On Thu, 16 Jan 2003 20:06:35 +1100, "Jason Sobell iGadget"
<iGadget_@hotmail.com> wrote:

>My sympathies go out to all VB6 developers who do not have prior Java or C++
>experience, because the .NET transition is a very hard one,


Oh? Not what I've been hearing from the .Netizens in this ng for
months, some of whom have even suggested that learning VB.Net is as
easy as learning classic VB. In other words, they had no real basis
for making such false claims but were merely talking up the new
language to try and hoodwink novices into becoming believers.

> but I disagree
>that it is 'unacceptable' to have major language changes.


I have never claimed that VB.Net should have been given an injection
in the birth canal, but that it came out and promptly gobbled up its
older sibling, classic VB. By all means allow Microsoft (yeah,
magnanimous to a fault, me!) to produce what ever it liked, but that
should *not* include screwing over existing programmers and businesses
which depend on VB for everyday operation. That was cavalier, extreme,
unwarranted and - still - reversible. By all means produce a new
language and call it PolkaDots.OnNakedBots for all I care. But one
must be able to have continuity - for EVAH, if need be - in one's
previous and current choices. Otherwise there *is* a real risk that
Mircrosoft or some other software company can come along in future
years and do exactly the same thing all over again.

> Core VB6 was a
>tiny part of the VB environment, and most of the functionality used was in
>COM objects included as references. ADO, networking, 3rd party controls,
>scripting, and a myriad of other commonly used functions were in these
>addons, and these have been replicated with different syntax into the .NET
>library.
>The biggest pain in VB6 code conversion is that we all tended to write such
>apalling VB6 code!


This is nonsense! Who is "we all", I have to ask? You are blaming the
lack of a suitable conversion tool on some spurious claim that classic
VB was always just thrown together? The whole point of a modern,
dynamic language is that it *can* be thrown together! We do not have
such rigid structures in other walks of life nowadays. No longer do we
build massive stone bridges where the structure is far larger than the
culvert that passes through it. We apply flexibility, lightness, and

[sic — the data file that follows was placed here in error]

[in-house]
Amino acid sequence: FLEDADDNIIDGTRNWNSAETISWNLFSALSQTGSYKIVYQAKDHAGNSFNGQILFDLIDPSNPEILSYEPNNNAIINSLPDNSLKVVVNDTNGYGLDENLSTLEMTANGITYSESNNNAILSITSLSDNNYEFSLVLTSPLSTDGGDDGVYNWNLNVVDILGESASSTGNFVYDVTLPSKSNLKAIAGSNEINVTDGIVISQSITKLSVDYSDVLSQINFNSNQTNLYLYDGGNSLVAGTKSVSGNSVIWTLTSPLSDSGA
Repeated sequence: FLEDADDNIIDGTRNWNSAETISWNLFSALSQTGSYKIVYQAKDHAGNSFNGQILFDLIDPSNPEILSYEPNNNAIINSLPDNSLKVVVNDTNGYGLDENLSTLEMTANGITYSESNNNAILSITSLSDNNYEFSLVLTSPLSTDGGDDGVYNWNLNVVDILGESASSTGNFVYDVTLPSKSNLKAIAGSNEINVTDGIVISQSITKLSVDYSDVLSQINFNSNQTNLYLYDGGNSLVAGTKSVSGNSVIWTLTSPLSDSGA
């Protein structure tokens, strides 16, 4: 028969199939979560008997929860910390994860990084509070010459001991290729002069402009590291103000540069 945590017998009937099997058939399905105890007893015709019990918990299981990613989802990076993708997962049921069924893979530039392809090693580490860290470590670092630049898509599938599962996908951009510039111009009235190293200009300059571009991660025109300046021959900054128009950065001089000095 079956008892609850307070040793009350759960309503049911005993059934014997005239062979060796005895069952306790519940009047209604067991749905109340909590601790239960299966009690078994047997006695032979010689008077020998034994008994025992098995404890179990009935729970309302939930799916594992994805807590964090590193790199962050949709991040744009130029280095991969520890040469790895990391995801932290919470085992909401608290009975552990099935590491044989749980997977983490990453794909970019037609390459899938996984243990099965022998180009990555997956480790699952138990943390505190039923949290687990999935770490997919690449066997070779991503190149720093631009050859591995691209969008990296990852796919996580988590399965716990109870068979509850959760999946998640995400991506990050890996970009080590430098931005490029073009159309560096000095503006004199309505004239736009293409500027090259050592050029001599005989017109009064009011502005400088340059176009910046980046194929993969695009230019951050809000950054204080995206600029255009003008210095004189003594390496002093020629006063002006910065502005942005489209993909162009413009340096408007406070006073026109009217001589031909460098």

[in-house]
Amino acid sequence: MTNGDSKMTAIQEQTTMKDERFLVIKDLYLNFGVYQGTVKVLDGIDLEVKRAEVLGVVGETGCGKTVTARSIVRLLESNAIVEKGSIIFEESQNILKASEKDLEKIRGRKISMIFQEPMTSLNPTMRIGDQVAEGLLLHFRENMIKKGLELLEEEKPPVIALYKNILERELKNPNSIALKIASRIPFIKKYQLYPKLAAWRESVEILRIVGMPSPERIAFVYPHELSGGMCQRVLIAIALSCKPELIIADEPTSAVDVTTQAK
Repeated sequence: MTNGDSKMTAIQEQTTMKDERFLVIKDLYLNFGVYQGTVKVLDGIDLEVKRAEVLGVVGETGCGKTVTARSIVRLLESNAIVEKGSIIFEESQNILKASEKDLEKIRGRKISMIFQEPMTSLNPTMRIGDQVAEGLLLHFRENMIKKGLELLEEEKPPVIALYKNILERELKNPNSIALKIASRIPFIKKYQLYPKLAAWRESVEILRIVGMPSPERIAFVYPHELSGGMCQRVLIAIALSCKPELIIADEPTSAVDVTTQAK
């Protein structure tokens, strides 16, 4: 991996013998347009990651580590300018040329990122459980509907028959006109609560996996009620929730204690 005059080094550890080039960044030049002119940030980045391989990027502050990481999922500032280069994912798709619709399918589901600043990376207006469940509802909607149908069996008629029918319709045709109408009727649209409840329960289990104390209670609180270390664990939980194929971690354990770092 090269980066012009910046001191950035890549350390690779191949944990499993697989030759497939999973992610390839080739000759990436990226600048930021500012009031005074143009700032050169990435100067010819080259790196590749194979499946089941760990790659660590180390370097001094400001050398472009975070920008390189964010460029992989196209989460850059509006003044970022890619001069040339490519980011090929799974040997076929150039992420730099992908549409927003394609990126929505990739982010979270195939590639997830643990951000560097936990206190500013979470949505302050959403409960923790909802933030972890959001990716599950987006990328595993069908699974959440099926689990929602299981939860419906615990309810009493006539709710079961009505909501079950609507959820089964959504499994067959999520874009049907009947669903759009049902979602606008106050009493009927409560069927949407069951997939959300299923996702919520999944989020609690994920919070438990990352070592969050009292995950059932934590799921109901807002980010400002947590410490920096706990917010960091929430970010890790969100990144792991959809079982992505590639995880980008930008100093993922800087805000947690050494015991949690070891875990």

clean design concepts just strong enough to fulfil the purpose. So it
must be with programming, too. We *should* be able to throw together a
few "pictures" (i.e. controls), provide minimum, if any, glue code,
and try it out. There is not a machine on the planet that has to be
designed to work out of the box without any adjustments. We always
build machines to be adjustable and flexible. The problem with .Net
and the whole way of thinking in OOP is that it is all so prescribed
and defined. Instead, we must imbue the machines themselves with more
intelligence so that they aid us. We do that with Automatic Train
Protection, for example, so that if the driver inadvertently passes a
danger signal the train is brought to a safe halt. Same goes for
software, or it should do. Instead of taking the concepts in classic
VB, then adding on reams of total oopification, the designers should
have made the language more amenable to allowing apps to be thrown
together. I mean, can anyone, hand on heart, really say it's more
*fun* coding in VB.Net than in classic VB? Even the diehard masochists
who defended the obfuscatory powers of C++ to the last semicolon found
themselves sidelined by businesses large and small, as the bean
counters suddenly realised how the wool was being pulled over their
eyes by a few Jolt-quaffing purists.

> It was so easy to quickly knock up an initial solution,
>then spend days or weeks modifying it to give a quality looking application.


Just as we take a jack plane and smooth a plank of timber, continually
trying it out to see if it's "right" yet. The dogmatic, oopificatory
approach is to have every single piece of wood passed through a
thicknesser which has been adjusted to within a thousandth of a
millimeter.

>If we had to scrap it and restart we know that we could write it in half the
>code, and make it more maintainable, but with VB6 we don't have to do that.


'Zactly! We can modify and improve the code, and because, lacking much
OOP, thank God, it is so much more amenable to change without